Matt Damon and Christian Bale take pole position in this based-on-a-true-story racing drama from director James Mangold, about the Ford Motor Company's efforts to beat Ferrari at the 24 hour Le Mans race in 1966. It's an engaging story with strong performances and exciting race sequences, but it's occasionally let down by an overly contrived script.
Damon plays Carroll Shelby, a racing driver whose career is cut short due to heart problems shortly after he wins the 1959 Le Mans race. He's subsequently hired by the Ford Motor Company, whose boss, Henry Ford Jr (Tracy Letts) wants him to design a racecar capable of beating Ferrari at Le Mans.
Carroll, in turn, hires hot-tempered Brummie Ken Miles (Christian Bale) as his star driver, seeing him as the only man capable of piloting their car to victory. However, they encounter resistance from Ford exec Leo Beebe (Josh Lucas), who doesn't think Miles is suitably on-brand and takes steps to undermine them at every turn.
Damon and Bale are both terrific in the lead roles. Damon's Shelby is impressively laid back and level headed, but he's still given to moments of mischief, most notably when, in the film's best scene, he locks Beebe in an office and takes Ford for a high-speed spin in the newly-minted GT40 Mark 1. By contrast, Bale gives a full-on, high-octane performance as Ken, full to the brim with Brummie bluster and crowd-pleasing swearing. It's a consistently delightful performance that's peppered with little details, such as the way he talks to the car like it's a horse (“Come on, gel”, etc).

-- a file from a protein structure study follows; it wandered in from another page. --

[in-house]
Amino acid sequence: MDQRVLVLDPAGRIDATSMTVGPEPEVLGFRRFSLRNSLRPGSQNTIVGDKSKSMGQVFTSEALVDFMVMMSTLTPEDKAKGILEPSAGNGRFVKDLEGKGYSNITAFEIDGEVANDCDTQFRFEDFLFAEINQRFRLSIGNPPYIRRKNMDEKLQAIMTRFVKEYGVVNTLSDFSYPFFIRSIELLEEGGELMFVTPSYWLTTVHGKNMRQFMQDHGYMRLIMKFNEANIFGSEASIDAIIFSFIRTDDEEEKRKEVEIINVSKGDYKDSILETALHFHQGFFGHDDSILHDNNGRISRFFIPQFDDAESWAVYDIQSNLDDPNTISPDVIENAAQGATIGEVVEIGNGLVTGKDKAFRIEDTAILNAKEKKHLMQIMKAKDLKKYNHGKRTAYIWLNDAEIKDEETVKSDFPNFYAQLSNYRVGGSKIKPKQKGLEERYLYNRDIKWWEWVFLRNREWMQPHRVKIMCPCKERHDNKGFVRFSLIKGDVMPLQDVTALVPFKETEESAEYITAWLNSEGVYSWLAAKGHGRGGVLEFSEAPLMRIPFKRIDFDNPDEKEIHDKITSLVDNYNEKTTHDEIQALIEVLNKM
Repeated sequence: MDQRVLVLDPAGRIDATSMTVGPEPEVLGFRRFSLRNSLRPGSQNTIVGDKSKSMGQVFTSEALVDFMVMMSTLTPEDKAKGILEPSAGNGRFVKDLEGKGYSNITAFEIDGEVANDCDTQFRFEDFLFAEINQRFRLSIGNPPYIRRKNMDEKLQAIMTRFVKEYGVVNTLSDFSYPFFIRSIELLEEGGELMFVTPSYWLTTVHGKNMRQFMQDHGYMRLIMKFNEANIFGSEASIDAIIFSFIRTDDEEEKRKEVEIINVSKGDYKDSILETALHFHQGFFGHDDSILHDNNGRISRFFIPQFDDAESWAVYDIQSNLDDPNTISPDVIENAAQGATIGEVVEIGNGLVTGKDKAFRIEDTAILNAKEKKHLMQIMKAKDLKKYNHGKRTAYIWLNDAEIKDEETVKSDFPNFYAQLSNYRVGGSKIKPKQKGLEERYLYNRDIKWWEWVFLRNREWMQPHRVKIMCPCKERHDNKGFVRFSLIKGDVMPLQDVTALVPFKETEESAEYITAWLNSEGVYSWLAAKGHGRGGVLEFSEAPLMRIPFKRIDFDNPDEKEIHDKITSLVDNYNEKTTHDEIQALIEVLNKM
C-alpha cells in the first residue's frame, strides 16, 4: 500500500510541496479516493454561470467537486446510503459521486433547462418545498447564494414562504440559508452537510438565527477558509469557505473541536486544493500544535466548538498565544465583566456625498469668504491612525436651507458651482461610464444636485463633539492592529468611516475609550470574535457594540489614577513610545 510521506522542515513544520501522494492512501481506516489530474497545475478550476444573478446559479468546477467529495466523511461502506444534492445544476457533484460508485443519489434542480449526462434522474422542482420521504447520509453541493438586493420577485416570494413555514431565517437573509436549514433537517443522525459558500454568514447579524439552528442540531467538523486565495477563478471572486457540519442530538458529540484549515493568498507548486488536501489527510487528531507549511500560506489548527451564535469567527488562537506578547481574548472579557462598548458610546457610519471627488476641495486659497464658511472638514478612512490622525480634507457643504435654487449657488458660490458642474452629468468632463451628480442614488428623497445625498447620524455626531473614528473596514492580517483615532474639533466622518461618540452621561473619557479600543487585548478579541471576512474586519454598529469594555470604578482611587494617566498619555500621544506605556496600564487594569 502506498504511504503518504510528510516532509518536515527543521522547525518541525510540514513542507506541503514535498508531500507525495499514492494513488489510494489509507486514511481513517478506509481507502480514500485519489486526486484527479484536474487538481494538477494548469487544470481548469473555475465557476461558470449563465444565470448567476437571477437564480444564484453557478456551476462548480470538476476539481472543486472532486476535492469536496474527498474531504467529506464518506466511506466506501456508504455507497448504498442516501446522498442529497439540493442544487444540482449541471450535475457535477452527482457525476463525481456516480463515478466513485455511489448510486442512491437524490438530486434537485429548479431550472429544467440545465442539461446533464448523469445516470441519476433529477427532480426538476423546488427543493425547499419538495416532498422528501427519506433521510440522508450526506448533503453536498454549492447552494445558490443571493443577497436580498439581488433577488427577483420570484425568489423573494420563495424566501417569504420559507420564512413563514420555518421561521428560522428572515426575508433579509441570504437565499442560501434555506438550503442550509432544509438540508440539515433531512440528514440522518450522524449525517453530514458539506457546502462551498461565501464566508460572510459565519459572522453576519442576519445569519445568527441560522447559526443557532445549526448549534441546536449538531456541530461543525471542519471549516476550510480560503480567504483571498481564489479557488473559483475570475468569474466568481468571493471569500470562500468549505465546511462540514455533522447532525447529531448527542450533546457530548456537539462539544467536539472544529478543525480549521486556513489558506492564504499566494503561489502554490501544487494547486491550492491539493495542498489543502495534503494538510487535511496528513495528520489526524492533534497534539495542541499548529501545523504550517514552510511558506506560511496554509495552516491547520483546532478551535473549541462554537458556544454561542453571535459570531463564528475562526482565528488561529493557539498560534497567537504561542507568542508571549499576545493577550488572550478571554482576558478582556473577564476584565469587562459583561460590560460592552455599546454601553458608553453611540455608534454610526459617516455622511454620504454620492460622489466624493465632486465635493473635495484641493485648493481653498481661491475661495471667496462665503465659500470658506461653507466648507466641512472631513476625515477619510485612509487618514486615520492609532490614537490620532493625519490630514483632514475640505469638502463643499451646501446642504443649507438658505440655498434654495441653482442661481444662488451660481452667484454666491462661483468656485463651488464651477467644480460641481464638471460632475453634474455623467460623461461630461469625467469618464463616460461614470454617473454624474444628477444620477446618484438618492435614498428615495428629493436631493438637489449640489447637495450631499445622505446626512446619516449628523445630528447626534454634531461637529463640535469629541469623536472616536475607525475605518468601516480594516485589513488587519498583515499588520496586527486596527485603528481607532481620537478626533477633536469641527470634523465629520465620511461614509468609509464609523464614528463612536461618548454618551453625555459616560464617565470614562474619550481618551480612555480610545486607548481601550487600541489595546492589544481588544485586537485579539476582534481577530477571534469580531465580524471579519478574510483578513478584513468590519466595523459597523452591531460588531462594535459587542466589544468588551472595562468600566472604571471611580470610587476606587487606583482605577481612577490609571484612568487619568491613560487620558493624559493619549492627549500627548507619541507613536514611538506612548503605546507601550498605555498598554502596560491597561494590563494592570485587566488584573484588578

The supporting turns are equally strong, particularly Letts as the insecure, yet fear-inducing Ford, and Outlander's Caitriona Balfe, who works wonders with the potentially thankless role as Ken's wife, Mollie. There's also strong work from rising star Noah Jupe as Ken's adoring son, though Jon Bernthal is disappointingly under-used as Ford exec Lee Iacocca, whose idea it was to take on Ferrari in the first place.
A two-and-a-half hour movie about racing is going to stand or fall on its racing sequences and fortunately, Mangold's direction is more than up to the task, staging each one a little differently (beginning with Shelby's almost surreal victory at Le Mans) and making them both easy to follow and genuinely thrilling. They are further enhanced by state-of-the-art sound design that ensures every VROOM hits you square in the chest, quickening the pulse of petrolheads and racing newbies alike.
The film scores highly in terms of its colourful characters and the actual racing, but it loses a few points when it comes to the script. In particular, it constantly feels like key elements are missing, most notably the fact that the Italians barely feature in the film, which is odd, considering that they're meant to be Shelby and Miles' main adversaries – you don't even learn the name of the main Ferrari driver. (Perhaps that explains why the title was changed).
Unfortunately, the script's flaws don't end there. Though Josh Lucas (Hollywood's go-to guy for slimy no-good types) is on typically excellent form as the conniving Beebe, his actions don't make any sense for this story, as it's hard to believe one of Ford's own marketing men would try to sabotage the race from the inside. To that end, it feels very much like manufactured conflict, and it fails to convince as a result.
Despite its occasionally baffling script decisions, Le Mans '66 is well made and impressively acted, with Mangold's pacey direction ensuring that the 150 minute running time never drags. Do yourself a favour and see it in a cinema screen with the best possible sound system.